Every dealership is set up the same way – sales, service, parts, and F&I all operate as their own separate departments. Each has a unique part to play both in overall profit and in the customer experience.
However, when you look at the sales and F&I departments together, there are some in the business that thinks these two groups should work more closely together to help drive sales and profit per unit.
But ask a salesperson and an F&I manager how THEY feel about it? Most will say the two should not mix. Everyone stays in their corner and works the deal for the highest gross they can hold.
But is that the best way to help the dealership hit its overall goals?
Reasons for getting F&I involved on the sales floor
So why exactly would an F&I manager come out of their office and help on the sales floor? Does it work? What can go wrong?
The most common reason is simply to help close a sale, particularly if the salesperson is not skilled enough in closing the deal or if they need to reassure the customer about the rate or payment before they will buy the car. This has been a common practice for decades as F&I managers ultimately want to preserve their own opportunity at making money on the deal and that won’t happen if the customer walks out because of a weak salesperson.
Another reason is to help set up product sales once they come into the F&I office. Many dealers now have F&I managers ‘interview’ buyers early on to gather information that can make it easier to sell products such as extended warranties, paint & fabric, or GAP insurance. The theory is that it can make for a smoother presentation when the F&I manager knows their hot buttons before buyers come into their office.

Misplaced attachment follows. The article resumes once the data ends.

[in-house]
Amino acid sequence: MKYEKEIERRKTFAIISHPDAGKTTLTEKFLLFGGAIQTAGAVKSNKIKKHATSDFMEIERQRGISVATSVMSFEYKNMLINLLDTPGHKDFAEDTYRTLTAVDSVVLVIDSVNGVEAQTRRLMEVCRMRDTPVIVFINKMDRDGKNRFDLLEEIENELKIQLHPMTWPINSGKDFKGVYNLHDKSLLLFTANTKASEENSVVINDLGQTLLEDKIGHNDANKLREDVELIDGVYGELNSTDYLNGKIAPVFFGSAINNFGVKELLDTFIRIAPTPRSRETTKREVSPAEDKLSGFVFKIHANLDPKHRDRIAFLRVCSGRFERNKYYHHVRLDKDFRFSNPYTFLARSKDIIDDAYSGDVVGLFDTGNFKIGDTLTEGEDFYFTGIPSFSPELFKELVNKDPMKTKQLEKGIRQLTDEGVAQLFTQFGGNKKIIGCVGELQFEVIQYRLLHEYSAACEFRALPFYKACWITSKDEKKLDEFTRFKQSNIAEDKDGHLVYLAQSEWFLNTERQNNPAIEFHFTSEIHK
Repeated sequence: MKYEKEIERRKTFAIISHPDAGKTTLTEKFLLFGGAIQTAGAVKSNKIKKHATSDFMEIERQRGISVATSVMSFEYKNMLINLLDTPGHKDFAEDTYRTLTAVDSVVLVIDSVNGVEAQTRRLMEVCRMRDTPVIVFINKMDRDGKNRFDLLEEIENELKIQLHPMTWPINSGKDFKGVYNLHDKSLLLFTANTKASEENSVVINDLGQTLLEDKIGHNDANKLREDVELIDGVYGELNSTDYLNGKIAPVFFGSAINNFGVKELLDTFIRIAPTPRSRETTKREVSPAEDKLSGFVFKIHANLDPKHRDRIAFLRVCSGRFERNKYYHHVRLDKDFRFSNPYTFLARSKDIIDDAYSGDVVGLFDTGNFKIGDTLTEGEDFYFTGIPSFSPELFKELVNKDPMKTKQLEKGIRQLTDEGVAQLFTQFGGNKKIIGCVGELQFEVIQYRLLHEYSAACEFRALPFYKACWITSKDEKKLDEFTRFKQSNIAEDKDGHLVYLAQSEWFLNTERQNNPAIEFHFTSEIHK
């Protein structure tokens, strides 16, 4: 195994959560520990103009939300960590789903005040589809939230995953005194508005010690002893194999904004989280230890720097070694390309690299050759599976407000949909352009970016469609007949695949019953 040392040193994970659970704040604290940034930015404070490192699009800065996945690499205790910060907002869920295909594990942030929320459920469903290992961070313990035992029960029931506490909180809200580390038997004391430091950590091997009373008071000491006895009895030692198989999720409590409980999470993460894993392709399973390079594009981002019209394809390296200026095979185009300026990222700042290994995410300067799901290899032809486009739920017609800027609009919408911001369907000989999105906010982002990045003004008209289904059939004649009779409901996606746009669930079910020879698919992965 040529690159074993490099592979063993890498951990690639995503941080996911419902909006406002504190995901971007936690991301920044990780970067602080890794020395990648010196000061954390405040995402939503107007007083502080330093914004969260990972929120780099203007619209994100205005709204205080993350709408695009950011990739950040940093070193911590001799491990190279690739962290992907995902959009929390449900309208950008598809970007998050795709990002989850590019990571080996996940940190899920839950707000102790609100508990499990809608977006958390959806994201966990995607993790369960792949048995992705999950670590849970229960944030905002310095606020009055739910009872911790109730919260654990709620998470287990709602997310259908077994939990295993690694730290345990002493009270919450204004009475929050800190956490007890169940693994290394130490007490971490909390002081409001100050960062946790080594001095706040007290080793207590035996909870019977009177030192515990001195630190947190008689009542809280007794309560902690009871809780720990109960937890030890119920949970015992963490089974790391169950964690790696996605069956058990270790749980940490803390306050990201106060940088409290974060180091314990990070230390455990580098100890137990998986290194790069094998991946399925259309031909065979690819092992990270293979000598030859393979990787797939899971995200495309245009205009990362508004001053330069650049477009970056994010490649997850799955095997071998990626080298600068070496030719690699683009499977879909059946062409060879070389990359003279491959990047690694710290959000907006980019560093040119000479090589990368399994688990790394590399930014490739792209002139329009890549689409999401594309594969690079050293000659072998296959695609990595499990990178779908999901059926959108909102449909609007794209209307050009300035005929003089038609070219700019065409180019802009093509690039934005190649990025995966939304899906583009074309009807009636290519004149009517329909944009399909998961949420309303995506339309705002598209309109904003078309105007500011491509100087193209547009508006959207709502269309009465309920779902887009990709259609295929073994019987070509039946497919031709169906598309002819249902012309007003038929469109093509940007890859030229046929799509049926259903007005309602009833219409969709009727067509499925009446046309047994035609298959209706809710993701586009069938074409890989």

Unfortunately, it can also cause resistance especially if the customer says early on that they do not want any products presented to them when they come into the F&I office. Many customers already see the F&I manager as someone who will hard-sell them products they don’t think they need. Challenging? Yes, but a skilled and seasoned F&I manager can overcome that with solid selling techniques and some good old-fashioned rapport building.
Is this working now?
Some dealer groups have created ‘hybrid’ sales positions that handle the entire sales process from the test drive to issuing tags and delivering the car. They do it all. It provides continuity and can increase profit per deal by having one consistent sales process guiding the entire deal. No more moving the customer all over the showroom…it’s a one-stop-shop and less intimidating for the customer.
Dealers who use this model also feel the process of a hybrid sales or F&I consultant helps make the buying process less disruptive for the customer and can increase CSI post-delivery.
The days of having the F&I manager simply sitting in their office all day waiting for deals are over. Engagement on the sales floor is expected in many stores to help hold more gross on the front and back end by helping to overcome the negative light F&I managers have in the eyes of most car buyers.
If your F&I manager comes out to the floor, have the salespeople trained up to do a ‘soft’ introduction. This can help the customers let their guard down and be more receptive to the F&I presentation. Do the introduction early and show the buyer that everyone is working together to make their buying experience a positive one. Do that and the money will follow…for both F&I and sales.
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